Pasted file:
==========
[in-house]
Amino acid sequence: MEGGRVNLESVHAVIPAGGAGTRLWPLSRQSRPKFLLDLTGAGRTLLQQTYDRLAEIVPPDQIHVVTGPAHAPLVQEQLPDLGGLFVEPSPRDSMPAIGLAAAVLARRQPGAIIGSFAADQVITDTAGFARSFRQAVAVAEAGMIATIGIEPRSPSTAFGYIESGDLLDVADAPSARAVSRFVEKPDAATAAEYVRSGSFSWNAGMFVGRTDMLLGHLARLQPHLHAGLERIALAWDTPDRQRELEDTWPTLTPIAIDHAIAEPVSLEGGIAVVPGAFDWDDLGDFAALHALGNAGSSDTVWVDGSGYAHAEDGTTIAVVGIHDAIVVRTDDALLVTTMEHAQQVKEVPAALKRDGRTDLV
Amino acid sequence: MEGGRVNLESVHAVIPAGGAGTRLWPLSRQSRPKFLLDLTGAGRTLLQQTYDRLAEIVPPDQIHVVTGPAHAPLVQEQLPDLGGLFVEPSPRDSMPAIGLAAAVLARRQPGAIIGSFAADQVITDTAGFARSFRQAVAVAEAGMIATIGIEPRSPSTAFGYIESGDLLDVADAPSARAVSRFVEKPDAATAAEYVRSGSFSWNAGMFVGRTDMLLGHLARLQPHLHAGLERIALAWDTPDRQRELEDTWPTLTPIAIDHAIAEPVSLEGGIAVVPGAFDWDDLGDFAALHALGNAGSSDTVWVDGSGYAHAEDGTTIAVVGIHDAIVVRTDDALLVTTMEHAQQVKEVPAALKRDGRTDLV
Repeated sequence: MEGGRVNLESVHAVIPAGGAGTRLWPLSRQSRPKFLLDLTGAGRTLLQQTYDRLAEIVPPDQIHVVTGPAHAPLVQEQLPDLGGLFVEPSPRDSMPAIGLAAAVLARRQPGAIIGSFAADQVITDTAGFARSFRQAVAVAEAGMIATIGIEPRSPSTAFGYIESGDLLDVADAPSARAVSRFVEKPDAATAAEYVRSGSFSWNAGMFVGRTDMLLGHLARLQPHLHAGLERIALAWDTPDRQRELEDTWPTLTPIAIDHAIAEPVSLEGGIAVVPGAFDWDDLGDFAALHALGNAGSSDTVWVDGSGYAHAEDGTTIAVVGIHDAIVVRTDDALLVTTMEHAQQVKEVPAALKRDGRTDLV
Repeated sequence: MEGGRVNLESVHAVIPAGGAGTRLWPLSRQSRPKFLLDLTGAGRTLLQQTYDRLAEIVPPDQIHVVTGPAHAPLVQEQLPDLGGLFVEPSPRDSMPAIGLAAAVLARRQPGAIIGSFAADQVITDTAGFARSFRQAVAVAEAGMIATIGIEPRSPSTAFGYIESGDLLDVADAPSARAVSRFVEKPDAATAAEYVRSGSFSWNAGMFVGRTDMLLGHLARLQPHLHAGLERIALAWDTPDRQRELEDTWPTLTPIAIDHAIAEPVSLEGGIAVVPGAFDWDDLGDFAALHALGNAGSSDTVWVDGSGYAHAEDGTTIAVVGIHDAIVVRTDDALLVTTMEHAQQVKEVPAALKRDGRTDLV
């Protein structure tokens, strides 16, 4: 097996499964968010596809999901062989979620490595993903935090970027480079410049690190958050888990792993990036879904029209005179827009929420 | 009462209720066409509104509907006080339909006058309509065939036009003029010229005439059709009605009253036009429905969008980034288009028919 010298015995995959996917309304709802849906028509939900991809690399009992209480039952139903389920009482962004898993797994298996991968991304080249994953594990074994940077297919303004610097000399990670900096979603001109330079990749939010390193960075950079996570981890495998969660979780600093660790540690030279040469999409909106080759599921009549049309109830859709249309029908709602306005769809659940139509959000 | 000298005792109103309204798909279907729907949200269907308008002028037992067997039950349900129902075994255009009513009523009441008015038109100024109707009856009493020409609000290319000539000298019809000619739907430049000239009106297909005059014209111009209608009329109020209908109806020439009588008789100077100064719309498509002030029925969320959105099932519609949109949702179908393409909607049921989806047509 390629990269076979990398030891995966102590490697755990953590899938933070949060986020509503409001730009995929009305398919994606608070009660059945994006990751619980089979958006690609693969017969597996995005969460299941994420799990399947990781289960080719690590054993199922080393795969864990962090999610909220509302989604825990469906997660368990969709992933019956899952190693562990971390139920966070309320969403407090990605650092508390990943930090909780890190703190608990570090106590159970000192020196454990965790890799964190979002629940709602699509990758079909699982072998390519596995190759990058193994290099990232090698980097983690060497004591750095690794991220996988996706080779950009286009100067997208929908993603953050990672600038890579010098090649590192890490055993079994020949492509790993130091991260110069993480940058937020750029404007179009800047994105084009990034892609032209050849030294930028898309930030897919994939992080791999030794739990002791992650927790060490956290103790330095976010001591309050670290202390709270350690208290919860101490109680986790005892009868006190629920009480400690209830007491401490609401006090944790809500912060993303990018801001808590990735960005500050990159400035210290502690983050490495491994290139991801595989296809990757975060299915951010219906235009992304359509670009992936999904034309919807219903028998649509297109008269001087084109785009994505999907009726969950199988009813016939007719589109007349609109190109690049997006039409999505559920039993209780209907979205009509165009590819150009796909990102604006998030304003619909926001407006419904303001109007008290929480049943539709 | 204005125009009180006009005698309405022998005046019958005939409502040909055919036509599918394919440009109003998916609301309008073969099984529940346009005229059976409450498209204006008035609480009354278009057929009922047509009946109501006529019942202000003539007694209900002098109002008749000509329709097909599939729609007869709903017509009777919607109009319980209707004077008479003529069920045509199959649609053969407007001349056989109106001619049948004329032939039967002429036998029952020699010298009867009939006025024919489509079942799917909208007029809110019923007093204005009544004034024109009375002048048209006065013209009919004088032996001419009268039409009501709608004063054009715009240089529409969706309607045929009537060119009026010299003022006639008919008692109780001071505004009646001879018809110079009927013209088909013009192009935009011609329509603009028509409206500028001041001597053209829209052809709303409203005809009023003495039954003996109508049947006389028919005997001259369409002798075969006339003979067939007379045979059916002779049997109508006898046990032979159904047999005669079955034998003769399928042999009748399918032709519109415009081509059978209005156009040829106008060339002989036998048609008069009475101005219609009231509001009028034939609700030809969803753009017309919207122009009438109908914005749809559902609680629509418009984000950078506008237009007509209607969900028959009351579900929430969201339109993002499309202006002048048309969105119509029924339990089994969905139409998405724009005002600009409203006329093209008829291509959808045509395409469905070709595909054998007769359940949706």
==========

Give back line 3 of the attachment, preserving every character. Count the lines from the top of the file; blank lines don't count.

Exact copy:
Amino acid sequence: MEGGRVNLESVHAVIPAGGAGTRLWPLSRQSRPKFLLDLTGAGRTLLQQTYDRLAEIVPPDQIHVVTGPAHAPLVQEQLPDLGGLFVEPSPRDSMPAIGLAAAVLARRQPGAIIGSFAADQVITDTAGFARSFRQAVAVAEAGMIATIGIEPRSPSTAFGYIESGDLLDVADAPSARAVSRFVEKPDAATAAEYVRSGSFSWNAGMFVGRTDMLLGHLARLQPHLHAGLERIALAWDTPDRQRELEDTWPTLTPIAIDHAIAEPVSLEGGIAVVPGAFDWDDLGDFAALHALGNAGSSDTVWVDGSGYAHAEDGTTIAVVGIHDAIVVRTDDALLVTTMEHAQQVKEVPAALKRDGRTDLV